• Brad Feller

The Beginning of Our Fish Room

Updated: Aug 20, 2017

I have been keeping fish for a long time, and have had multiple tanks. A genuine fish room, however, is an entirely different animal. A successful fish room requires planning. Well, that is not exactly how we started.

When we first moved into our current house, I did not really plan to have so many tanks. I started with a couple tanks in the basement. A couple turned into a few, and now we have 40. It is still not what I would call a functioning fish room, but we are working on that. Over the past 5 years in this house, we have made many changes to our little basement fish room. In the beginning we didn't know where we were going, or how we were going to get there. You could say we floated around in the fish hobby like a turd in a toilet. We were keeping what ever fish we fancied. We added tanks as needed, or sold some fish to make room for new fish. Then at some point we met the Goodeids, and our fish room took on a purpose. This is not to say that I think all fish keepers need a higher purpose, in fact I'd say that keeping fish just for pleasure is probably the best purpose of all.

Having said all that, we now have an objective and we need a plan to achieve it. Our main objective here at Chippewavalleyaquatics is to keep breeding colonies of all the species of Goodeids and their Evolutionarily Significant Units (ESU's). The term ESU refers to isolated populations of the same species with some genetic differences. The different ESU'S are designated by using the first three letters of the genus followed by the first two letters of the species name, then consecutive numbers in each species.



There are about 45 species, some with only one ESU others with multiple ESU's, within the Goodeidae family. Some of these species come from only one very small body of water, and are in critical danger of becoming extinct in the wild. We currently Keep 6 species of Goodeids and about 20 other species from various families. Along with all the Goodeids we also intend to continue keeping and breeding fish from other families. I am particularly fond of the new world cichlids.



Since the Goodeieds are relatively small fish, we can use 20 gallon tanks for our colonies and 10's for any selective breeding and for grow-outs. We need racks to hold all these tanks. This sounds easy enough, but there are trade-offs here. If you want to put many tanks in a small area, they may be quite difficult to clean and maintain. If you want them easy to clean and maintain, you may have to leave more room around them. Considering how you intend to maintain and clean them is important in stand design. We also intend to keep live plants in all of our tanks, so we must consider room for lights when designing stands. At this point we are not using any sort of automatic water change system, however, we are exploring options. We currently use gravel vacs to siphon water and detritus from each tank into buckets. Then fill the tanks back up with a hose connected to a sink faucet.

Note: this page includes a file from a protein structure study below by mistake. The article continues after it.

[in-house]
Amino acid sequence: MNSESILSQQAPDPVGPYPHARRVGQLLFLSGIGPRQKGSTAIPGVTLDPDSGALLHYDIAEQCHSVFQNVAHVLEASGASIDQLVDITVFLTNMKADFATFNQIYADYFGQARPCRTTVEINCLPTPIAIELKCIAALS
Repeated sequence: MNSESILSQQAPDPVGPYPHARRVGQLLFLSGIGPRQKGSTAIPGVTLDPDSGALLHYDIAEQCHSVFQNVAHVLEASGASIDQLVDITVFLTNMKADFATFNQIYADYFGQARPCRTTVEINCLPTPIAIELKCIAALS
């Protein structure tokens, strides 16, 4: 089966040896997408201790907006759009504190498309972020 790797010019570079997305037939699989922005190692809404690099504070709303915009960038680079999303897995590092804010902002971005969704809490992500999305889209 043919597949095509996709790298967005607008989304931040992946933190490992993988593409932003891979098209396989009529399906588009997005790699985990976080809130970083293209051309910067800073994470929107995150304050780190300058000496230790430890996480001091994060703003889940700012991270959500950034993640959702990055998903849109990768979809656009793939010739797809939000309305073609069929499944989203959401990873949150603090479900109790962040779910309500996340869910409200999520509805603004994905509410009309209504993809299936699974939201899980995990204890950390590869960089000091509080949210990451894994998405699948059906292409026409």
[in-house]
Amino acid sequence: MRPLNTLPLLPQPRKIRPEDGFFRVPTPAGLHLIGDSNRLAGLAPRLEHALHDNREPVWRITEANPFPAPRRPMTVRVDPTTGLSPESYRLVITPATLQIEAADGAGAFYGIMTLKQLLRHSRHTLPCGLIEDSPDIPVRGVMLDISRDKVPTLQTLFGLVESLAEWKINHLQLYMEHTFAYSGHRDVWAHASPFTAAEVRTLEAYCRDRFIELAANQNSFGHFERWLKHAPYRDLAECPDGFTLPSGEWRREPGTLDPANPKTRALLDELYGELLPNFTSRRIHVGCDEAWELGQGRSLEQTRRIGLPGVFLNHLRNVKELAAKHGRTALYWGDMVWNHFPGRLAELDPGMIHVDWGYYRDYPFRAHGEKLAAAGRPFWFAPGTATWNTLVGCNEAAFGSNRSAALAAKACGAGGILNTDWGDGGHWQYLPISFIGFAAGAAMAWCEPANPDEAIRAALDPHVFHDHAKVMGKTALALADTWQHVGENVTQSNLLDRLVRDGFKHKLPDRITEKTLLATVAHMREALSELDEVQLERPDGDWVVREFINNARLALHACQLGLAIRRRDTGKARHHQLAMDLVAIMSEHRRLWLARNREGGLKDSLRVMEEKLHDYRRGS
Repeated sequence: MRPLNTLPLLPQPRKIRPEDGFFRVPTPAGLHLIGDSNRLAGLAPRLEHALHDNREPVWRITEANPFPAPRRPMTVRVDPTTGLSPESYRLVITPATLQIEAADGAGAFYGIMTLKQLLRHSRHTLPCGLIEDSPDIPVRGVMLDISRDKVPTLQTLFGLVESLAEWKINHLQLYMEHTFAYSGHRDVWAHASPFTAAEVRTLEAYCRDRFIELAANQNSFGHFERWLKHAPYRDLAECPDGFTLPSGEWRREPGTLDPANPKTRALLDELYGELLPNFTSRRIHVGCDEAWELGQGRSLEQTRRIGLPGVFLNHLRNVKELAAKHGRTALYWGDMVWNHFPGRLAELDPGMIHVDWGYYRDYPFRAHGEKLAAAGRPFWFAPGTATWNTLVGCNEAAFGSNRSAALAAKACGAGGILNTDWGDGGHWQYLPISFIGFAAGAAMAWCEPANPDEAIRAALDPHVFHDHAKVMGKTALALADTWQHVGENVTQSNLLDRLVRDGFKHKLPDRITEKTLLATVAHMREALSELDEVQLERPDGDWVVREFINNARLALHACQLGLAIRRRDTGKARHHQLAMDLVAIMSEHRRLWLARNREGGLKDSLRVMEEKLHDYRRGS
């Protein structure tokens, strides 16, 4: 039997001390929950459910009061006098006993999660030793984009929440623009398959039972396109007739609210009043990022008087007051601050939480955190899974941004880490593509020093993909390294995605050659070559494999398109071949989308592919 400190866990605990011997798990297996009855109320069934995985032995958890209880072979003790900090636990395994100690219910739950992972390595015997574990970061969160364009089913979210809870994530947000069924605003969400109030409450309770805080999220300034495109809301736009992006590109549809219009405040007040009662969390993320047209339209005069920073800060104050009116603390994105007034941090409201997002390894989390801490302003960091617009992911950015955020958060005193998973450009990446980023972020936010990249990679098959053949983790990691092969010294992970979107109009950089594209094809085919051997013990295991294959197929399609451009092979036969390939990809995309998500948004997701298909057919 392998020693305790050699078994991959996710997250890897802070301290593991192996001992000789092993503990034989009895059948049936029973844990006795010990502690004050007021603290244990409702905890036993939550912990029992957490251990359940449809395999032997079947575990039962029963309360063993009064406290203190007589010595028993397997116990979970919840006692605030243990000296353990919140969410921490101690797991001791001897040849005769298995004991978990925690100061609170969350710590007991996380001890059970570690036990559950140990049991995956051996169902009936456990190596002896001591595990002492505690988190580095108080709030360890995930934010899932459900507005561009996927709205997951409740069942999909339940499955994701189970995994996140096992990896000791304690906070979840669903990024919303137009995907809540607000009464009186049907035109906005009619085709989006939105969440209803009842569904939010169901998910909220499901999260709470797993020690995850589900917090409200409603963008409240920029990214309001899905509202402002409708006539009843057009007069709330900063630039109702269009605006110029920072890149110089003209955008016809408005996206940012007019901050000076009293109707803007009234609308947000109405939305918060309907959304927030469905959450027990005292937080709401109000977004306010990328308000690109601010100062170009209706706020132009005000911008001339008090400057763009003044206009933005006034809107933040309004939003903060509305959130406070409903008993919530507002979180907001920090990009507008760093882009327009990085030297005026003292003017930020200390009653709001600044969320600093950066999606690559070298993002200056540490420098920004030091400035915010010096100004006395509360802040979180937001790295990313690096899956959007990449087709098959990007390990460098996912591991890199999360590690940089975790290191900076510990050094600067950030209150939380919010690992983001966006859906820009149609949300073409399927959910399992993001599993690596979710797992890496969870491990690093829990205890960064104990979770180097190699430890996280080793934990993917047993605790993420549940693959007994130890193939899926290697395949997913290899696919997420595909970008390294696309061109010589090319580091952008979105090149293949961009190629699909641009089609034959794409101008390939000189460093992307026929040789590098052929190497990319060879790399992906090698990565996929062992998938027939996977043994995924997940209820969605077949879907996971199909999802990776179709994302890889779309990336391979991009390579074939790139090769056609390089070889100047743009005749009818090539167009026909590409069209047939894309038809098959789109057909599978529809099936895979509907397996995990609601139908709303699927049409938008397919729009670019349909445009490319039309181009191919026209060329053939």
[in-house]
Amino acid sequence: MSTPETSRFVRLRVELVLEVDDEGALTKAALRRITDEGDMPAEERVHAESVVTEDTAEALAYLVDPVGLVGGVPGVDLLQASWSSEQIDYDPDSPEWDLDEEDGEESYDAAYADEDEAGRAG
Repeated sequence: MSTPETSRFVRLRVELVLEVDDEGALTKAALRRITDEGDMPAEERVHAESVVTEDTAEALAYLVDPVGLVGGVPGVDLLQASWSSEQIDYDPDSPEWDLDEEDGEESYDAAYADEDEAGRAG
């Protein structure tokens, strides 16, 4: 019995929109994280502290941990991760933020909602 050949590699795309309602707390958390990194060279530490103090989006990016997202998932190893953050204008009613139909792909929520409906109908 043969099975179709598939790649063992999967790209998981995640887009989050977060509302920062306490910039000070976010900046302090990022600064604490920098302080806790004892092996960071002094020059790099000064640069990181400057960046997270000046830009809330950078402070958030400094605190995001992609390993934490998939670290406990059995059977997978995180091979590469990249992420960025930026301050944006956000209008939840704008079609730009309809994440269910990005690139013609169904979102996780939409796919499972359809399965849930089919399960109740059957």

Filtration is another major factor to consider. I have used virtually every kind of filter. I now use only sponge filters powered by an air pump. At one time, I had at least 20 different little diaphragm style air pumps running in my basement. About 3 years ago I installed a linear piston air pump feeding a loop of 1-1/2" PVC running around the perimeter of my basement. The pump I have should provide enough air for about 100 tanks of the size that I am going to use.

The main advantages to this central air system, are simplicity and ease of maintaining the filters, and the fact that you need only one electrical outlet which can be isolated from areas with water. The sponge filters are great at keeping the nitrite and ammonia levels at zero, but do not help the nitrates, and do no real mechanical filtration. We are considering using air powered box filters to provide some mechanical filtration, particularly in the larger tanks. As the plants grow, they may help to lower nitrates as well.

Our basement is one open room 24 feet by 32 feet giving us 768 square feet. The furnace, wood stove, water heater, and washing machine take up some of that space. We are still working on how to efficiently use this space. The tanks we have now take about 1/4 of the room, and we have moved them around multiple times in the past five years, not really having any particular goal. Now that we know what we want to achieve, we can design the room to meet our needs. The following picture is our latest plan, giving us 147 tanks. In this plan we will have 84 twenty long tanks and 63 ten gallon tanks. I am hoping our current air pump will supply adequate air to run all the filters needed for these tanks.

Using this plan we will have to relocate all of our other tanks, which include: 20 high's, 29's, one 40, three 55's. and a 65. We have room for most of them on our main floor, barring weight limits.



Keep On Keepin' Fish

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